Epoxies should never be used on any plastic or styrene models on the outsides where it might show. Chemical reactions will eventually cause the plastic to weaken and deform, and any paint you put over the epoxy will eventually develope cracks. Avoid epoxy putty as a gap filler or build up material. Use Squadron "green" putty or Testor's "white" putty. Both are formulated to bond permanently to styrene and will never degrade it. Avoid using any adhesive or lubricant on your models that is petroleum based! It will eventually react with the plastic and degrade it. -- Richard A. Lewis
Here are some glues that won't work on the Sunny Smile Strike Force Tank so you don't waste you time: ZapAGap or any cynoacrylite, Model glue, Elmers, Hot glue- hi or low temp. What is even more difficult is painting this kind of plastic. I still haven't found anything that won't chip off easily. -- Mark B.
See also Broken Limbs

Reshaping Gear

Storing Gear

Get one of those big Rubbermaid latching footlockers. Try and find a hunter green and grey one. Take it, paint some custom offical Mil.Spec marking on it. Use yellow and black caution tape and trick it up. Make it the 'Offical GI Joe storage area', your kid will eat it up. -- Steve Harrison

Painting Gear

I would try using acrylic paints on rubber items because the paints are flexible. I don't think there is anything that will stay on forever, but the acrylics are pretty durable. Back in the late '70s, I painted a design on a vinyl tire cover that was on the back of my van. The painting out-lasted the tire cover. -- Rob Sorrels
Acrylics are very easy to mix to get what ever color you want. I keep a good supply of the primary colors and a box of paper dixie cups (the small bathroom kind) for mixing the paint in. This way I can buy the less expensive stuff and experiment with color:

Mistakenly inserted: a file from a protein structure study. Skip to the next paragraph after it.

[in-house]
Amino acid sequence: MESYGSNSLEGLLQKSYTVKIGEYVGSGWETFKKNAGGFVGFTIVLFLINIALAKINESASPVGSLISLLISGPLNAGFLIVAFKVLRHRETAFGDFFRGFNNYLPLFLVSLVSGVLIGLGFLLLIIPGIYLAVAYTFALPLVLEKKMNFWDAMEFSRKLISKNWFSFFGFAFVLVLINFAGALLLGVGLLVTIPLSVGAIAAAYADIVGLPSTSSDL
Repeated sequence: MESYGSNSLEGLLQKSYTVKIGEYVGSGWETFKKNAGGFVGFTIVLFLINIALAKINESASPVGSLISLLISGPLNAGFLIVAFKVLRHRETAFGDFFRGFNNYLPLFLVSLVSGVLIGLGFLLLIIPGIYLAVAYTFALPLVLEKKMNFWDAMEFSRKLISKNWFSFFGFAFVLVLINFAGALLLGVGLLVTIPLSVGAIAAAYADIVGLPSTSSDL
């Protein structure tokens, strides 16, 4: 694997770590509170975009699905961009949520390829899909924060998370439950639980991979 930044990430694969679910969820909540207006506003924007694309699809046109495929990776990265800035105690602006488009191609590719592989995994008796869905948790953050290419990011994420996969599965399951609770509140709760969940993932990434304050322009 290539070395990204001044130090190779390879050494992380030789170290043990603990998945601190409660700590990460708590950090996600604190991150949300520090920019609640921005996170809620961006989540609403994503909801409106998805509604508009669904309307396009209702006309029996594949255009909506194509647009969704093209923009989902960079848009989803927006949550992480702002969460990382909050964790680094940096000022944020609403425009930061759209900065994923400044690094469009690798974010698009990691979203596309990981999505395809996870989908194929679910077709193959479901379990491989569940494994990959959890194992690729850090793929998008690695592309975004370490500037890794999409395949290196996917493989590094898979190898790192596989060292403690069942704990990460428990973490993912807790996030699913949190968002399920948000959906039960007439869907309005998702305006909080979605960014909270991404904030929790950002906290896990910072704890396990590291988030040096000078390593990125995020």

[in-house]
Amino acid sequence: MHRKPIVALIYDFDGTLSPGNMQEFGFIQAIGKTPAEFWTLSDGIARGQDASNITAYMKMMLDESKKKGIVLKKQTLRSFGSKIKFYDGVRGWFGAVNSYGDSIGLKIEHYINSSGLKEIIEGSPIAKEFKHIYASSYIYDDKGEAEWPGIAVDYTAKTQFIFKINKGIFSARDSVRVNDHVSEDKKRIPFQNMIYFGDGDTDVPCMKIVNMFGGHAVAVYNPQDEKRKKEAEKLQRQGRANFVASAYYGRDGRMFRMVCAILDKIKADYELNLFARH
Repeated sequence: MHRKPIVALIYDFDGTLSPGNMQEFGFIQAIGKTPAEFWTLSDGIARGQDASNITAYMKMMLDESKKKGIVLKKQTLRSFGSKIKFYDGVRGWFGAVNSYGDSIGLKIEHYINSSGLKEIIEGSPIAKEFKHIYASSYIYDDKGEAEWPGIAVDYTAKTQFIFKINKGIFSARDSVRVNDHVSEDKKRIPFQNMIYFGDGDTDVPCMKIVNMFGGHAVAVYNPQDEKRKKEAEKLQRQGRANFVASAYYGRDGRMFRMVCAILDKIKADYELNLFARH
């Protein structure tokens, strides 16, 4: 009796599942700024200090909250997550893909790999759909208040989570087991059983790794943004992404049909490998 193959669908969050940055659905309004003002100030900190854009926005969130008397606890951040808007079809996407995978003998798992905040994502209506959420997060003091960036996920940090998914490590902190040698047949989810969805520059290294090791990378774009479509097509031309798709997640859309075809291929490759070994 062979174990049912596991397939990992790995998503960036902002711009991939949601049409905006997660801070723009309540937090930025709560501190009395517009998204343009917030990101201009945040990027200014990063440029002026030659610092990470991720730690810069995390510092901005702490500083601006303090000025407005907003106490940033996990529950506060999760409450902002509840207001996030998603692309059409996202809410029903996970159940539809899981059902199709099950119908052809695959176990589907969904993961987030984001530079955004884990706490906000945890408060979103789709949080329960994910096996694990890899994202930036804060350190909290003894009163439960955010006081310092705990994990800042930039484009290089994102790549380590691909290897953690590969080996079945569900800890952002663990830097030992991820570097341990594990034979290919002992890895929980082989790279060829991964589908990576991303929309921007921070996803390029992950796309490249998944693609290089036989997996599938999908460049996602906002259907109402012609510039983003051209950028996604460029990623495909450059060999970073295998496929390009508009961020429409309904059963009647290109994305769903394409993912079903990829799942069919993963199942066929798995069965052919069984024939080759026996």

Here are some good mixes using the primaries red, yellow, & blue
Olive drab #1: 5 parts yellow 4 parts red, 1 part blue
Olive drab #2: 5 parts brown, 2 parts green
Desert tan: 10 parts yellow 3 parts red, 1 part blue
Like cooking, you have to experiment a bit to get it to taste the way you like it. -- Matthew
For painting vinyl or rubber, you should be able to find vinyl paint in a spray can in an auto parts store. I know that you can buy it in quarts at an auto paint supply shop to shoot in a spray gun. It's used for refinishing vinyl car tops. -- Donnie
Hard styrene (as in rifles) can be painted with enamels (model paints). Soft plastics have a plasticizer that won't let enamels dry. For soft plastic use acrylics. The plasticizer in the flexible plastic won't allow enamel paint to dry and it'll stay tacky forever. -- Rob Sorrels
Before painting, wash the item well with dish soap and a toothbrush. Dry it well. Prime it if you need to (for example when a light color on a dark piece). Don't get in a hurry. Have fun! -- Rob Sorrels
You may have to sand the item first with a fine grit paper. Then prime with a color primer closest to the paint color you want to use. Then paint. It takes a little more time and effort, but the paint job should last a little longer. -- I Zhevsk
After you finish painting, spray the item with a clear overcoat. This will smooth out the item and make it look more "factory" in appearance. You can choose from flat, gloss, and semi-gloss. I like the semi-gloss, but try 'em all and see which you like best. -- Rob Sorrels

To paint the kind of plastic used in a Sunny Smike tank, try first priming with white Krylon spraypaint (found at Wal-Mart). Two brands of paint you might choose for the final coat: 21ST Century Space Age Paint and Top Flite Advanced Formula LustreKote. Here's the url for some info on these products: -- Alex G